The all-new BMW 3 Series was officially revealed at the 2018 Paris Motor Show. Now in its seventh generation, the German compact executive saloon is based on a new platform, comes with a new, more efficient plug-in hybrid powertrain and offers greater levels of on-board tech than those that came before.
The 3 Series is BMW’s best selliing model, with the saloon accounting for one in five cars sold by the manufacturer. In fact, over 15 million have found homes since its launch back in 1975.
The latest car has been under development for five years and is the most advanced version yet. It will go on sale in March, with the more practical Touring estate variant arriving in the autumn. Auto Express has had an exclusive preview of the new model with head of BMW 3 Series product management, Stephan Horn.
Not only is the 3 Series new from the ground up, it’s also up to 55kg lighter than before, depending on spec. The Audi A4 rival has made the switch to BMW’s new CLAR architecture, which also underpins the larger 5 Series saloon.
Against a tape measure, it’s 4,709mm long, 1,827mm wide and 1,442mm tall, so larger than its predecessor but still slightly shorter than an A4.
On paper, the 480-litre boot is no larger than that of the outgoing car. But that previous figure included storage beneath the boot floor; in reality there’s an extra 36 litres of visible boot space in the latest model.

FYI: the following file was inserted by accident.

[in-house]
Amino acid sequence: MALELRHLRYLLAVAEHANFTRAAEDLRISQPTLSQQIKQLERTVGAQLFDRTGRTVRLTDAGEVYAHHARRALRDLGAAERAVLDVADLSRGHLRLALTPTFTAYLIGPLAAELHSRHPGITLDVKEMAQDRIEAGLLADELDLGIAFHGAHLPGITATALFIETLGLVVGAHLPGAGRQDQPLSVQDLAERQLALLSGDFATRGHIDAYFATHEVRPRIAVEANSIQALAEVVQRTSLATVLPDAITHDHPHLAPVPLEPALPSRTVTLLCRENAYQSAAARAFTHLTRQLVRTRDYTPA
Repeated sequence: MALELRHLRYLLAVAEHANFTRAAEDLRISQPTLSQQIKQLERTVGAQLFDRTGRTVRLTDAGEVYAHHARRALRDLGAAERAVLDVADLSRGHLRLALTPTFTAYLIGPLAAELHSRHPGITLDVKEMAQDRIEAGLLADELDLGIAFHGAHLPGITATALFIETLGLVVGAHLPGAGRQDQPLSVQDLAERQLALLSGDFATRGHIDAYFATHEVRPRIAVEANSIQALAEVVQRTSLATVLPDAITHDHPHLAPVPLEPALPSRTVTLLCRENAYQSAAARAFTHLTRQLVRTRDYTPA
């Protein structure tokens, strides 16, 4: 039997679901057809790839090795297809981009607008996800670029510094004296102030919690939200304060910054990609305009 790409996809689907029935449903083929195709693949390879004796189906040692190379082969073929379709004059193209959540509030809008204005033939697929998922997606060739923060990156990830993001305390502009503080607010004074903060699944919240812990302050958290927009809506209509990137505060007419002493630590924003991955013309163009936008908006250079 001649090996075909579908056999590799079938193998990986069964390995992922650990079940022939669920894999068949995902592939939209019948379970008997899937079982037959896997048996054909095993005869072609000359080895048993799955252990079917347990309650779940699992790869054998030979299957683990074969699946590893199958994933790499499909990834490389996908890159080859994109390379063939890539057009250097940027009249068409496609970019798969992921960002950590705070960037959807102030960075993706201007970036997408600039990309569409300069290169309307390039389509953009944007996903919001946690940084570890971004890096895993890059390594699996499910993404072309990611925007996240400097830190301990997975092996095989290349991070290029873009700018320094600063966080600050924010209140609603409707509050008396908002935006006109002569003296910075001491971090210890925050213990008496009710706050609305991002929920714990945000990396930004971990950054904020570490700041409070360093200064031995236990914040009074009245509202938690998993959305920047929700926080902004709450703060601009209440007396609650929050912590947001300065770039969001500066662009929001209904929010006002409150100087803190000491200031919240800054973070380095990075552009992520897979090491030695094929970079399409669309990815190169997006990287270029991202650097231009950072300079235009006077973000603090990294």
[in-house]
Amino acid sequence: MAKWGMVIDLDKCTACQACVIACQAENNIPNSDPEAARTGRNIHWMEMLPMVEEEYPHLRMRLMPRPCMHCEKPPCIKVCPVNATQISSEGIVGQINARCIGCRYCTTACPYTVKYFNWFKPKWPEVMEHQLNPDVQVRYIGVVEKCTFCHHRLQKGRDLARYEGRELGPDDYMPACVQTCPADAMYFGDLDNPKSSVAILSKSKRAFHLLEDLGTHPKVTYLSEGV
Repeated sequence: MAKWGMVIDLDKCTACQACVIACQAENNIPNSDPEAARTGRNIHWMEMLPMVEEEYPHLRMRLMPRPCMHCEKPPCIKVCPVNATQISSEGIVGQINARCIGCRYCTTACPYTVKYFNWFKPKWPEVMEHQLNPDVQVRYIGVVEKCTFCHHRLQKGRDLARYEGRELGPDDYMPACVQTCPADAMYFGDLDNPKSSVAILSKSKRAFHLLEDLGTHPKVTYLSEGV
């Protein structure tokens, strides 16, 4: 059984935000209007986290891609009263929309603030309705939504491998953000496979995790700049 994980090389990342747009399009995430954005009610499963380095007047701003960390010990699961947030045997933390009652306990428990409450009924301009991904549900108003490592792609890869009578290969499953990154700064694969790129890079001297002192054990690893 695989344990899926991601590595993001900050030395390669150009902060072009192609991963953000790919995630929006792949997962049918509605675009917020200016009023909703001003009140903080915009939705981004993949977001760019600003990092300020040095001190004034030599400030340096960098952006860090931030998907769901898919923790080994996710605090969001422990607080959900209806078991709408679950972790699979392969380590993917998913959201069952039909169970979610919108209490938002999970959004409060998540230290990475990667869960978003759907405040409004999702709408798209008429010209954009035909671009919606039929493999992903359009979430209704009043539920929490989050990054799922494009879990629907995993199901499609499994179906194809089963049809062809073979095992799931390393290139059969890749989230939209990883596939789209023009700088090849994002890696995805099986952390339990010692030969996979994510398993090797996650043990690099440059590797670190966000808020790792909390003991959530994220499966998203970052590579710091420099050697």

The 3 Series’ popularity is one of the reasons why the saloon hasn’t undergone a dramatic redesign; it’s still recognisable as a 3 Series, but is the first model from BMW to feature the firm’s new ‘Precision and Poetry’ design language. This sounds fancy, but in reality refers to some of the sharper panels and lines on the bodywork, which help differentiate it from the larger 5 Series.
The cabin has undergone a more noticeable makeover; it was an area customers heavily criticised about the previous car, Horn explained to Auto Express. The biggest change is the simplified dash and centre console design, with the car’s main functions clustered below the dash-mounted screen and around the gear selector.
BMW’s latest iDrive 7.0 infotainment system is accessed through a new 10.3-inch touchscreen display, which comes paired with a 12.3-inch digital cockpit, a first for the 3 Series. The system can also be operated via the iDrive wheel on the centre console, or through voice or gesture commands. More basic models feature a smaller 8.8-inch display and analogue dials.
The 3 Series will initially be offered with a single petrol engine and two diesels, all of them turbocharged four-cylinder units. The sole petrol option is the 330i, which uses a 2.0-litre powerplant developing 255bhp and 400Nm of torque. It sends power to the rear wheels via an eight-speed automatic gearbox. BMW says the 330i can sprint from 0-62mph in 5.8 seconds and return claimed fuel economy of 48.7mpg.
The entry-level 320d is powered by a 187bhp 2.0-litre four-cylinder unit developing 400Nm of torque and has a six-speed manual gearbox as standard. BMW claims 0-62mph in 7.1 seconds and fuel economy of 67.3mpg. The four-wheel-drive 320d xDrive completes the range for now, and gets an eight-speed auto as standard.